Redwood City will host a very special Tuesday night tasting with Sonja Kassebaum from Chicago's North Shore Distillery!

November 16th

San Francisco will feature the wonderful Alameda bunch from St. George Distillery pouring the new Breaking & Entering Bourbon amongst other things.

Redwood City will showcase the new barrel-aged Fluid Dynamics cocktails from Germain-Robin.

November 23rd

No tastings due to fierce holiday store traffic.  ArteNOM and Springbank will be rescheduled.

November 30th

San Francisco will have Amy Schwartz pouring the Burns Stewart Single Malts - Bunnahabhain, Tobermorey, and more!

Redwood City will feature St. George Distillery finally making it down to pour the new Bourbon.

December 7th

San Francisco will host local heroes Anchor Distilling featuring the gins and hopefully the rye!

Redwood City will feature the heavy-hitting, cask-strength Willett Bourbons.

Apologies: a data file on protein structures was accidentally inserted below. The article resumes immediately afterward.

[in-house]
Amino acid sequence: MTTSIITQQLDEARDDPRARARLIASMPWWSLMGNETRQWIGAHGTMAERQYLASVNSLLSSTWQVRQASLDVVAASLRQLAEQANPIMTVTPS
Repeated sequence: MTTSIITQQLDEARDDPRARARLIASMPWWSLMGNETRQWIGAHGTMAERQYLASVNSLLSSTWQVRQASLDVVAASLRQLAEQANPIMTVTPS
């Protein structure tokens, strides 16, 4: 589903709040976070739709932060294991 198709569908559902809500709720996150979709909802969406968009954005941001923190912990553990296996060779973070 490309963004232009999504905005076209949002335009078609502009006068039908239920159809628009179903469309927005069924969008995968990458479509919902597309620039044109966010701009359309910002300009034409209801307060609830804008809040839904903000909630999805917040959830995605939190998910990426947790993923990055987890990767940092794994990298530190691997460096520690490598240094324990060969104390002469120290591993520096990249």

All tastings start at 5 PM and go until 6:30.  Line ups are subject to last minute change if complications do occur. 

See you all there!

-David Driscoll


Sherry Baby

We grew up watching our mothers cook with it.  We drink single malts flavored with it.  So why is it that no one actually drinks the Sherry itself - just plain, in a glass, on its own?  I feel like every now and again we'll make an obligatory push for better appreciation of fortified spirits at K&L, but eventually that train loses steam.  Then we go back to wine and booze for a few months until we suddenly "discover" Sherry all over again.  The combination of both wine and spirits should be the perfect medium for fans of both genres, yet something never seems to click.  Sherry is delicious, it drinks like wine and keeps like whisky, it offers a variety of styles, a myriad of flavors, and wonderfully affordable price points.  What more does Sherry need to do to get our attention?